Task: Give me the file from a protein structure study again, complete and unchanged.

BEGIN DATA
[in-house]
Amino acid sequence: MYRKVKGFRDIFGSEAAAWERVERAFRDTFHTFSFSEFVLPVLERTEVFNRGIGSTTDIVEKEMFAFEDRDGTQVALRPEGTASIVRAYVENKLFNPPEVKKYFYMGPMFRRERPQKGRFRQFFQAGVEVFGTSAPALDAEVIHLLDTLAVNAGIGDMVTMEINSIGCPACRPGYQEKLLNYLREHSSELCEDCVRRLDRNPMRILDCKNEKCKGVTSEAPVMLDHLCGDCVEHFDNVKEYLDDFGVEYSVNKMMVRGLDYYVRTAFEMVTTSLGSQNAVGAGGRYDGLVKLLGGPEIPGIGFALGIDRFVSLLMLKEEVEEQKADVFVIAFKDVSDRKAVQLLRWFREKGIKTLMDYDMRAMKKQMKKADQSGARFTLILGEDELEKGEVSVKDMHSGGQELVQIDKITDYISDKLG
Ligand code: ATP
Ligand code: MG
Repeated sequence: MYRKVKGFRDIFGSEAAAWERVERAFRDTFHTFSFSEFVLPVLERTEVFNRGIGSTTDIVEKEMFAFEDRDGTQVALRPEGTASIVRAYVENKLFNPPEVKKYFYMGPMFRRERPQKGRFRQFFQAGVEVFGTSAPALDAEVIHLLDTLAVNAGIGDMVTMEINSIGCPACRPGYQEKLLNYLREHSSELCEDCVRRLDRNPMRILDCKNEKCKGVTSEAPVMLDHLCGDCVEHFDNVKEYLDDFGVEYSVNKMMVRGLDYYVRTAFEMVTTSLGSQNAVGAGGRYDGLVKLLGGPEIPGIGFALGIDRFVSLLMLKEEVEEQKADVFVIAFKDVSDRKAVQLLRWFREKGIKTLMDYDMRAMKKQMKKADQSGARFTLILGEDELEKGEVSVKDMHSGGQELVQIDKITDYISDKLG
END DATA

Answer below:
[in-house]
Amino acid sequence: MYRKVKGFRDIFGSEAAAWERVERAFRDTFHTFSFSEFVLPVLERTEVFNRGIGSTTDIVEKEMFAFEDRDGTQVALRPEGTASIVRAYVENKLFNPPEVKKYFYMGPMFRRERPQKGRFRQFFQAGVEVFGTSAPALDAEVIHLLDTLAVNAGIGDMVTMEINSIGCPACRPGYQEKLLNYLREHSSELCEDCVRRLDRNPMRILDCKNEKCKGVTSEAPVMLDHLCGDCVEHFDNVKEYLDDFGVEYSVNKMMVRGLDYYVRTAFEMVTTSLGSQNAVGAGGRYDGLVKLLGGPEIPGIGFALGIDRFVSLLMLKEEVEEQKADVFVIAFKDVSDRKAVQLLRWFREKGIKTLMDYDMRAMKKQMKKADQSGARFTLILGEDELEKGEVSVKDMHSGGQELVQIDKITDYISDKLG
Ligand code: ATP
Ligand code: MG
Repeated sequence: MYRKVKGFRDIFGSEAAAWERVERAFRDTFHTFSFSEFVLPVLERTEVFNRGIGSTTDIVEKEMFAFEDRDGTQVALRPEGTASIVRAYVENKLFNPPEVKKYFYMGPMFRRERPQKGRFRQFFQAGVEVFGTSAPALDAEVIHLLDTLAVNAGIGDMVTMEINSIGCPACRPGYQEKLLNYLREHSSELCEDCVRRLDRNPMRILDCKNEKCKGVTSEAPVMLDHLCGDCVEHFDNVKEYLDDFGVEYSVNKMMVRGLDYYVRTAFEMVTTSLGSQNAVGAGGRYDGLVKLLGGPEIPGIGFALGIDRFVSLLMLKEEVEEQKADVFVIAFKDVSDRKAVQLLRWFREKGIKTLMDYDMRAMKKQMKKADQSGARFTLILGEDELEKGEVSVKDMHSGGQELVQIDKITDYISDKLG